Kourmadias added, however, that as the Gulf of Oman is the primary operating region of the Iranian Navy, with the IRGC-N [Islamic Revolutionary Guard Corps Navy] operating within the wider Persian Gulf, it is, however, a region fraught with geopolitical tensions, motivated by Iran’s ongoing tensions with the United States, Israel and Saudi Arabia.

“Iran subsequently engages in considerable posturing and aggressive tactics, to assert its military dominance in the region, and dispute foreign influence in its affairs,” which has resulted in incidents that primarily manifest themselves as interdicting and detaining vessels allied with Iranian adversaries, as was the case with Tuesday’s incident with the Asphalt Princess, she said.

“However, on occasion, this has manifested as violent attacks, most recently seen in the attack on Israeli-allied vessel MT Mercer Street,” Kourmadias said.

News on Tuesday claimed six other vessels in the area marked as “not under command,” a term meaning vessels have lost power and cannot steer. However, Samir Madani, co-founder of TankerTrackers said in a tweet on Wednesday that this had created unnecessary alarm.

“As for the ‘Not Under Command’ AIS [automated identification system] message which created sensationalism and panic, the mariners who selected that message should have gone with ‘Drifting’ instead. When the water is too deep for the anchor chain, you can’t drop anchor, so you drift instead. 15 vessels had that msg,” he said.

The maritime security expert tweeted that the events on Tuesday were nothing more than a show of force from the Iranian regime: “That vessel [the hijackers’] is part of IRGC’s theatrical fleet. They love to put on a show whenever they wish to demonstrate force and chaos.”

This week, the UK, US and Israel publicly blamed Iran for the drone attack on Thursday night, and a series of high-level diplomatic meetings were held warning Iran against further aggressions.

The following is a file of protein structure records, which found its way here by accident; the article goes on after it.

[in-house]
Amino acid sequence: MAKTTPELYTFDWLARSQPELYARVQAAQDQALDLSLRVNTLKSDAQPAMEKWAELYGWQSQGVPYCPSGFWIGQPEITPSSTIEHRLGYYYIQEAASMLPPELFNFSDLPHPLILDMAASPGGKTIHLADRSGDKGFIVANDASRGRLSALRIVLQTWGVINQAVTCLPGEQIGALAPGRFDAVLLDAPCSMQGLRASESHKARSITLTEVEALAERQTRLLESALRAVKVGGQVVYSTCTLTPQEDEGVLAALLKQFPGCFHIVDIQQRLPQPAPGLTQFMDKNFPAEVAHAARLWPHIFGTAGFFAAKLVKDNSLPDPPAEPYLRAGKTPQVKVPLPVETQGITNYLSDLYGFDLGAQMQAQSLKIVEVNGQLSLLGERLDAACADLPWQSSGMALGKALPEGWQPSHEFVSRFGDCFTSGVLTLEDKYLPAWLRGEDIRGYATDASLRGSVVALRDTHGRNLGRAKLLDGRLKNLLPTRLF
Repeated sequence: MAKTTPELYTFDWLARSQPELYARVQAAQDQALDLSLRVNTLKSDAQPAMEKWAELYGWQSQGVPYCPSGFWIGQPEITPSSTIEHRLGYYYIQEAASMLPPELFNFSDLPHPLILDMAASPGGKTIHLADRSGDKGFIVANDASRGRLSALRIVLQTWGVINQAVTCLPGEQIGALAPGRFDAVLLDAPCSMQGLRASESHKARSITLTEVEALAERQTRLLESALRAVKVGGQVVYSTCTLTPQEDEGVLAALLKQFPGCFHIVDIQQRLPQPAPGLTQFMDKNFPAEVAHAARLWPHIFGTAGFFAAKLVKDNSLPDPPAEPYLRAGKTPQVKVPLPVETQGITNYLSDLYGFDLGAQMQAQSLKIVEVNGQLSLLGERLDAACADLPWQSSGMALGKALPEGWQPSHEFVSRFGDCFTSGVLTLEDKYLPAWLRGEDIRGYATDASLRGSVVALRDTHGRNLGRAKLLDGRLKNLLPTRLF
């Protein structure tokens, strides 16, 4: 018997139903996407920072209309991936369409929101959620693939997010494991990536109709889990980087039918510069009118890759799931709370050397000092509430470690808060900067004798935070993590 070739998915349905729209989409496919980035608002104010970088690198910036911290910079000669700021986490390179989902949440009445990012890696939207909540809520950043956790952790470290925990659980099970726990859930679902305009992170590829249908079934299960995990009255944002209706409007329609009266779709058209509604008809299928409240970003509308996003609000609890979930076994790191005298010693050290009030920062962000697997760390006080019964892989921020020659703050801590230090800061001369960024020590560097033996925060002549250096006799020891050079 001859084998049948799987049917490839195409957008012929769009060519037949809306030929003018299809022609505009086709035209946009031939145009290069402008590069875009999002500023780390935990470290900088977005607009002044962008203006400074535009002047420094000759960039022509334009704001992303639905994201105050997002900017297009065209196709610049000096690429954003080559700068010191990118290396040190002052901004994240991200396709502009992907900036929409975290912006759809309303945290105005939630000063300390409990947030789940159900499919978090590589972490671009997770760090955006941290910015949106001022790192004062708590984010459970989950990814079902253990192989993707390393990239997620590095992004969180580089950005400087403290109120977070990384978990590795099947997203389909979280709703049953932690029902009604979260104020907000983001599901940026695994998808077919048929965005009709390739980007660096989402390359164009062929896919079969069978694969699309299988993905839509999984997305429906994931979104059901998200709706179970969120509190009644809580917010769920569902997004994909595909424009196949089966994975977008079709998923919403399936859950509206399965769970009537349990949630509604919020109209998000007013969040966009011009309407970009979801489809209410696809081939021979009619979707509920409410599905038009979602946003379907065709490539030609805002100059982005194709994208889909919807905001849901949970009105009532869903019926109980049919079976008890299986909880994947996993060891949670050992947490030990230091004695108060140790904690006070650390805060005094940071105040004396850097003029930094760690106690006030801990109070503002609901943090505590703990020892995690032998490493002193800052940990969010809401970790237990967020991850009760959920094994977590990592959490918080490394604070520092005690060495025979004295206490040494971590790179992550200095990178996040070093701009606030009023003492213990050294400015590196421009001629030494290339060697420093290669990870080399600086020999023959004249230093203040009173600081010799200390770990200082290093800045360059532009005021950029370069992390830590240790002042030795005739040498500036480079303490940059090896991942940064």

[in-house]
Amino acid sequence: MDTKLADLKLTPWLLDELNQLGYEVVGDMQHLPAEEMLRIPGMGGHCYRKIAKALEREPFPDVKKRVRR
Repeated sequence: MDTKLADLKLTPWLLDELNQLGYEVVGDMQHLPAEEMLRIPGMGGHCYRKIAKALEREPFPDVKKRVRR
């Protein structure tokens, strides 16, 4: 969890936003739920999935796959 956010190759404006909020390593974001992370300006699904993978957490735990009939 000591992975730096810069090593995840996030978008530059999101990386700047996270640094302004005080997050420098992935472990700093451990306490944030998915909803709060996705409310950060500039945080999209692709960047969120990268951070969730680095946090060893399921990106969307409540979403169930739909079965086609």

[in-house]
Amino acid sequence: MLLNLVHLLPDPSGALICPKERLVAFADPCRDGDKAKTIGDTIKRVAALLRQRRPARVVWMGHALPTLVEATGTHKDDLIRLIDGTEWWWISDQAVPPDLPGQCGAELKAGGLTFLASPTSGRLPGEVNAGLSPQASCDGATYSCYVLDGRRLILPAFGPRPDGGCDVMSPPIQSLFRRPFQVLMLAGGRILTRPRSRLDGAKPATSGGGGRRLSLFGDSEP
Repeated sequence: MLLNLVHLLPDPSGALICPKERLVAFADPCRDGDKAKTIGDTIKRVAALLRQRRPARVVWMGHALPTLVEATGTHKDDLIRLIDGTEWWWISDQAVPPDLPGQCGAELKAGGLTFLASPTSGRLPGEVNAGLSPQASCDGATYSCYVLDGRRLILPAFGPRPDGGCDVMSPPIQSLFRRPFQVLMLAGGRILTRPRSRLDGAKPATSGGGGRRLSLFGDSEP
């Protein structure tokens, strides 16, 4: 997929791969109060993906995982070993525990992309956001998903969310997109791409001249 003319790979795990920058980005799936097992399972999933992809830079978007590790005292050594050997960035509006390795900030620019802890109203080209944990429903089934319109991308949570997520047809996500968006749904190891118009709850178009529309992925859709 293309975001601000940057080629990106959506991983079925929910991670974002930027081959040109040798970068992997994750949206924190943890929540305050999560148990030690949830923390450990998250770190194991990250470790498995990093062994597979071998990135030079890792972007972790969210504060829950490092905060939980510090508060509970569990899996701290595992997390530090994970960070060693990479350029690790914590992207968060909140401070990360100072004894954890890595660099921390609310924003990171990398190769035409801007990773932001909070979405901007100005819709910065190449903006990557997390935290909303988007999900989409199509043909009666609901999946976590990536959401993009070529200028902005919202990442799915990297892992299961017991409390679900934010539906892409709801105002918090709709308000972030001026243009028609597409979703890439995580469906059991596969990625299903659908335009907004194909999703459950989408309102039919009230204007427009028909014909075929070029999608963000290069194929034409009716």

On Monday, Antony Blinken, the US secretary of state, said of the incident: “We are in very close contact and coordination with the United Kingdom, Israel, Romania and other countries, and there will be a collective response.”

Blinken added: “Iran continues to act with tremendous irresponsibility when it comes to, in this instance, threats to navigation, to commerce, to innocent sailors who are simply engaged in commercial transit in international waters.”

The hijacking came as Iranian President Ebrahim Raisi took office on Tuesday, the same day that his Foreign Ministry’s spokesman, Saeed Khatibzadeh, said claims of Tehran’s involvement were false propaganda serving political motives, according to the state news agency, IRNA.

“The Islamic Republic of Iran’s basic policy is to establish stability and security in the Persian Gulf and the Sea of Oman,” IRNA reported, with Khatibzadeh claiming that the Iranian naval forces are ready to assist the passing ships in the region in case they broadcast SOS messages and the country is ready to cooperate with regional powers.

The incidents mark the escalation of tensions in the area in recent years, which also saw Prime Tankers (UAE), operators of the Asphalt Princess, victim to a vessel seizure back in 2019 when the MT Riah was seized by Iran following allegations of smuggling.

That same year, the US Navy blamed Iran for a series of limpet mine attacks on vessels that damaged tankers.

In July 2020, an oil tanker sought by the US over allegations of circumventing sanctions on Iran was hijacked off the UAE coast. It followed several months of tension between the US and Iran. While the vessel and its crew ended up in Iran, Tehran never acknowledged the incident.

The international community must do what it can to ensure the safety of seafarers, said Hammond.

“It is crucial for the stability of global trade and for the safety, security and welfare of all seafarers to have freedom of navigation in international waters under maritime law protected and assured,” he said.